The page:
I love that "violence and sex and things on fire" part, but also their tip that it's really not a crime novel in many ways. At least not to me. Though I would like to see a cow explode. 

The Strip Club and the Grange

Posted on Apr 20th, 2011.

Okay, I didn’t actually do a reading in a strip club, despite various statements that I may have made on Facebook and elsewhere. Not everything you read online is true – I mean, I'm trying to promote a book here.

And technically, I did do a little reading in a strip club – Portland’s Club Rogue – but only as part of a video shoot for the book trailer. No one else was there except the film crew from Juliet Zulu, Tony Perez from Tin House, and Sandria Dore, a dancer who was oddly unimpressed to meet an author. Although that was in the script, so maybe she was just staying in character.

We were filming in Club Rogue because Michael Slater, one of the main characters in Wire to Wire, has a habit of going to strip clubs at various points in the book. He doesn’t go to see naked women, however. He goes there to feel the fear of exposing his loneliness and need:

“One dancer in particular had his number. She made him look left, she made him look right. She had him on a little string. She was extremely good-looking and the fear she inspired scoured a month of crap off his soul.”

And yes, that's a Bob Seger t-shirt I'm wearing. Perhaps another reason why the stripper ignored me.

After the shoot, just to see what it felt like, I stood by the pole and read to the empty room as the film crew packed up. I’ll be replicating this experience in bookstores soon, minus the pole, but hopefully with an audience. The tour schedule is here. Come and make it rain.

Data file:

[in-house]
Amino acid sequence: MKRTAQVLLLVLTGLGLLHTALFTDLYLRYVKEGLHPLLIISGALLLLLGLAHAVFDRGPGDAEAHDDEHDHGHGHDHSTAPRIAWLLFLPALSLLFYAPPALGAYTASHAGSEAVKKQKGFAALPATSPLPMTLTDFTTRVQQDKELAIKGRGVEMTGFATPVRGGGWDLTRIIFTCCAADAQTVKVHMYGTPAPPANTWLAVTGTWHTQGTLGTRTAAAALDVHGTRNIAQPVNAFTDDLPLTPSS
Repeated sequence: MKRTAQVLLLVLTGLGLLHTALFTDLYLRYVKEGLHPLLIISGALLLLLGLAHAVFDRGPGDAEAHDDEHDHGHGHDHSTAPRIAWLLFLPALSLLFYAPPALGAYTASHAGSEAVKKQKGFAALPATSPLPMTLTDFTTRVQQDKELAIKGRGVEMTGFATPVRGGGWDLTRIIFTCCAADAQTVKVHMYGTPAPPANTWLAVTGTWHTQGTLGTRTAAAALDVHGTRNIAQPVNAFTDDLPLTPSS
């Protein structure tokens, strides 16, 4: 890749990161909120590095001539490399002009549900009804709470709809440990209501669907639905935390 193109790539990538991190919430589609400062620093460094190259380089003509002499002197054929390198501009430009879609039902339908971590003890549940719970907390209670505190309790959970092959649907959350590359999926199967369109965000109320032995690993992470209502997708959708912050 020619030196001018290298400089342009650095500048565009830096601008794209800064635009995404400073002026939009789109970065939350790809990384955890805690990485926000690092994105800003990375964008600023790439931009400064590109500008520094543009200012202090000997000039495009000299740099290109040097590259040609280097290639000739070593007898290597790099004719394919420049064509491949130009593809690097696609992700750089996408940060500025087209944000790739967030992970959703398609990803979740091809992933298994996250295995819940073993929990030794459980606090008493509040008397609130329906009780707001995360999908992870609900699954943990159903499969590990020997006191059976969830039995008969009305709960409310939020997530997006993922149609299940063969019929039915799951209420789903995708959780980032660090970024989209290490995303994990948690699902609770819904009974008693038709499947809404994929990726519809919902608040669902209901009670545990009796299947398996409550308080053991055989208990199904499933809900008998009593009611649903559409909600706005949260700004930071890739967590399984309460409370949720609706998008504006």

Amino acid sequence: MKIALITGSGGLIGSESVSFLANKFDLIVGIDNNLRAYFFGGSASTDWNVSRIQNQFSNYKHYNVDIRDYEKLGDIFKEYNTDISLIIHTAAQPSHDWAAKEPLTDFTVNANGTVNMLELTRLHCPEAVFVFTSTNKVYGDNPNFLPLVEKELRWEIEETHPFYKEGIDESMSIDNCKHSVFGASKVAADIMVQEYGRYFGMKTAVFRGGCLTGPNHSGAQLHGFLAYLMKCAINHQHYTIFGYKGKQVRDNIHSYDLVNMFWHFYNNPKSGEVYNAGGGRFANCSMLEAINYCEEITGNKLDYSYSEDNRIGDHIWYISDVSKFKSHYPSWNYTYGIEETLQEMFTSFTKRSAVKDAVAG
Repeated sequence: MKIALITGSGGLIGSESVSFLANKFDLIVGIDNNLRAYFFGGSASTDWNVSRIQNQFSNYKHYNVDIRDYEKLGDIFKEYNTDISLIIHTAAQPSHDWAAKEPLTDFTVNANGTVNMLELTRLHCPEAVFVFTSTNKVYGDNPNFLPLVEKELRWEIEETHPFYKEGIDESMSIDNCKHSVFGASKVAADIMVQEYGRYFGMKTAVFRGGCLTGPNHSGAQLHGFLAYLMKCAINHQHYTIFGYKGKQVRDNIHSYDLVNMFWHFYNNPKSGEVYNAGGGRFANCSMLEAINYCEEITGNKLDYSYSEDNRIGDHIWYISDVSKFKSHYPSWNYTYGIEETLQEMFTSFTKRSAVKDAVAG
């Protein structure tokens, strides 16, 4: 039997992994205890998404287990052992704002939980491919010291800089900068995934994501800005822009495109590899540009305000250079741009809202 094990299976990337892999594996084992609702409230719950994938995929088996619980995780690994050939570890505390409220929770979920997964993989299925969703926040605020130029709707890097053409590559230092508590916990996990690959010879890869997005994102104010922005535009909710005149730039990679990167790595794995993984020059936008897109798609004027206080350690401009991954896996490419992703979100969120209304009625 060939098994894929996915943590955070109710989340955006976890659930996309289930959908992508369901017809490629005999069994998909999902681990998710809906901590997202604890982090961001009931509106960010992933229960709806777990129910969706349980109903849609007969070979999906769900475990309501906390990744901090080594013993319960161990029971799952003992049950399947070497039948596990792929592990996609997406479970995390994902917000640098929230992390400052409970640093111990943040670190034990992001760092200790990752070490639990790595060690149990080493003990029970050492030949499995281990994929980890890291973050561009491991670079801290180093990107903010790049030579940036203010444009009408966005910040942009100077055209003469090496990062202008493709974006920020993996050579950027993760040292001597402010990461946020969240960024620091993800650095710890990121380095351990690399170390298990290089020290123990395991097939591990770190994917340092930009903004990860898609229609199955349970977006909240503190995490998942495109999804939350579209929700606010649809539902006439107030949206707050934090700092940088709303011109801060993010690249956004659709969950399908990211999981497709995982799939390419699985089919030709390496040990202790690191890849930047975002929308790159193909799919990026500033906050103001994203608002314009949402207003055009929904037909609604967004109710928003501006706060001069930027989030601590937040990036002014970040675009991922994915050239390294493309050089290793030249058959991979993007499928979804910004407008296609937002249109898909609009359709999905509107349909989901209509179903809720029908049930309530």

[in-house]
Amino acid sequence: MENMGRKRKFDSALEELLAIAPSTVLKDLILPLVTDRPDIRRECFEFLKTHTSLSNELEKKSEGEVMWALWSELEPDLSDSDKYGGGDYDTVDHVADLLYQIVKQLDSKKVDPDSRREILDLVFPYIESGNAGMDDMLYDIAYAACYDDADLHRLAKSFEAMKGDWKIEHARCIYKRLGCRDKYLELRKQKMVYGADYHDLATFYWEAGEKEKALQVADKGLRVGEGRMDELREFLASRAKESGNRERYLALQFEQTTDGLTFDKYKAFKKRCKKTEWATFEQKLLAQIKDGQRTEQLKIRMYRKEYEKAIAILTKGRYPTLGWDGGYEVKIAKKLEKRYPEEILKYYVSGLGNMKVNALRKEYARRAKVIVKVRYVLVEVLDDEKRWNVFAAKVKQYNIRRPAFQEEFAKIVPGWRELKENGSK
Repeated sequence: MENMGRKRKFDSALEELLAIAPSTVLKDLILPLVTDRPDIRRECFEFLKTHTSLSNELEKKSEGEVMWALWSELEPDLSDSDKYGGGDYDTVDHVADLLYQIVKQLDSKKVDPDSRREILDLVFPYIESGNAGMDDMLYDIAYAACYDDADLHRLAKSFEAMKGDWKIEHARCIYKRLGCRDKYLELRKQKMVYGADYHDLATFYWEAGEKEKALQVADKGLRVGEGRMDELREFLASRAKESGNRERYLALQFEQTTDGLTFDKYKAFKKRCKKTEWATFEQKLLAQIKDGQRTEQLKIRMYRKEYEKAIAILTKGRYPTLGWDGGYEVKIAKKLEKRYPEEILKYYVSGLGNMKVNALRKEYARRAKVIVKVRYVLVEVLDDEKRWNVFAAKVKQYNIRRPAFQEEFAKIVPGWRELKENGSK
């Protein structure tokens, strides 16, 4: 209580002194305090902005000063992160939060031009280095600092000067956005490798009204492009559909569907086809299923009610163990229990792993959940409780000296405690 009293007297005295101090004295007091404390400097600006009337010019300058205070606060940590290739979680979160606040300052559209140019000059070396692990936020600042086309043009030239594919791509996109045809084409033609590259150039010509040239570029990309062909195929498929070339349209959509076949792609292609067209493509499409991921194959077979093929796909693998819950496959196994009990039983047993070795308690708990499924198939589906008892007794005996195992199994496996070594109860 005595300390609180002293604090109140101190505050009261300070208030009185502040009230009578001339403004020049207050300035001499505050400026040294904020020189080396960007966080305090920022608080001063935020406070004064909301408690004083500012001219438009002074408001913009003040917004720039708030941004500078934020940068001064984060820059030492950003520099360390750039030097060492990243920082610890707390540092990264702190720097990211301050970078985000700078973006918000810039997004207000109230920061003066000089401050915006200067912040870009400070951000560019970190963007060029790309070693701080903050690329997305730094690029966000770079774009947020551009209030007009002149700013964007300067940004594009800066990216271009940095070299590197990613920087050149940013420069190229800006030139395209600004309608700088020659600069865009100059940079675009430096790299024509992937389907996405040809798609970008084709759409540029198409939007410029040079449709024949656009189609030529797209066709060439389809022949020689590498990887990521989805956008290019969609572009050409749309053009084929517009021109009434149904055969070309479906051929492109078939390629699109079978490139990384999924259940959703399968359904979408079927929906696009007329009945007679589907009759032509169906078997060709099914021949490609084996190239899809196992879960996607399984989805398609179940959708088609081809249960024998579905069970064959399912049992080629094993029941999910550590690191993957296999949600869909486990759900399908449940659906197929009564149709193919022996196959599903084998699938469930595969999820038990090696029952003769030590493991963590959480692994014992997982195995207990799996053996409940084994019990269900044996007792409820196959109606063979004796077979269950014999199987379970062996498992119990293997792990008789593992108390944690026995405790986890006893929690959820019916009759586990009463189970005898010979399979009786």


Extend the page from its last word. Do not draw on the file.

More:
I did, however, read, at the Springwater Grange in Estacada, Oregon, last Saturday night. Friends, acquaintances, and passers-by who were quick to believe that I gave a reading in an empty strip club were suddenly doubtful when I claimed to have read in the Grange Hall. People, you’ve got it backward – the Grange was amazing. Writers Night at the Grange was like three levels better than the best reading you can possibly imagine.

It attains that status through the goodwill, generous heart and friendship of Stevan Allred, who has organized the event for the Estacada Area Arts Commission for the past nine years, and from Joanna Rose, author of Little Miss Strange, who teaches with Stevan at the Pinewood Table and shares the stage with him at the Grange.

Every year, a third person is invited to join in reading – often one of their students – and this year it was me. Go ahead, take a guess as to how many people come out on a Saturday night in Estacada to hear writers read. Nope, you’re low. Double it. Still low. I counted nearly 70 people. It was an amazing experience – a perfect, confidence-building way to debut Wire to Wire and start the book tour.